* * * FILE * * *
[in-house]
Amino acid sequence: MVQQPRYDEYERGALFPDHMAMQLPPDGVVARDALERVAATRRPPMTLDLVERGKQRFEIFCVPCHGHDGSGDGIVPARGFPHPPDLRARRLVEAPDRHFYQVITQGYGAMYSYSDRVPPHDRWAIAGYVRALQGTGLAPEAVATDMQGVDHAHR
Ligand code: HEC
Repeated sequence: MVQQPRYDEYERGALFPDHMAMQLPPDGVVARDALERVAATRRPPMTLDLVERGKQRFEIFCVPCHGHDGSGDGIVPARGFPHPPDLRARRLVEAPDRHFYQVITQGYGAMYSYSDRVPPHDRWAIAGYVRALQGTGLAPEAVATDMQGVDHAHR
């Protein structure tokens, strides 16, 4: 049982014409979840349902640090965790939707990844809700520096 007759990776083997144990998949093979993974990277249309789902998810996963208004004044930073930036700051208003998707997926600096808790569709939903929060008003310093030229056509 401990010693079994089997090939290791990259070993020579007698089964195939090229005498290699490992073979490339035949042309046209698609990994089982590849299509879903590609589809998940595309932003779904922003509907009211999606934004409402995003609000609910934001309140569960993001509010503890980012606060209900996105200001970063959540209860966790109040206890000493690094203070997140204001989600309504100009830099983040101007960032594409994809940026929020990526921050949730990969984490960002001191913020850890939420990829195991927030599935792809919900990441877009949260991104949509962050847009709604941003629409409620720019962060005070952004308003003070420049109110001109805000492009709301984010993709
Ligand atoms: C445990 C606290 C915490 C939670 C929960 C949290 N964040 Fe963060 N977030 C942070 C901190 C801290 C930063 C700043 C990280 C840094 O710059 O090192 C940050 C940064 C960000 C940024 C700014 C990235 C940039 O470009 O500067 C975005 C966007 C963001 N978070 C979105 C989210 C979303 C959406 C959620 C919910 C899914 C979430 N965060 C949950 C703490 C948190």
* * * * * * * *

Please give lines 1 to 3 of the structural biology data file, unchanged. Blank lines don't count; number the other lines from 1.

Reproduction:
[in-house]
Amino acid sequence: MVQQPRYDEYERGALFPDHMAMQLPPDGVVARDALERVAATRRPPMTLDLVERGKQRFEIFCVPCHGHDGSGDGIVPARGFPHPPDLRARRLVEAPDRHFYQVITQGYGAMYSYSDRVPPHDRWAIAGYVRALQGTGLAPEAVATDMQGVDHAHR
Ligand code: HEC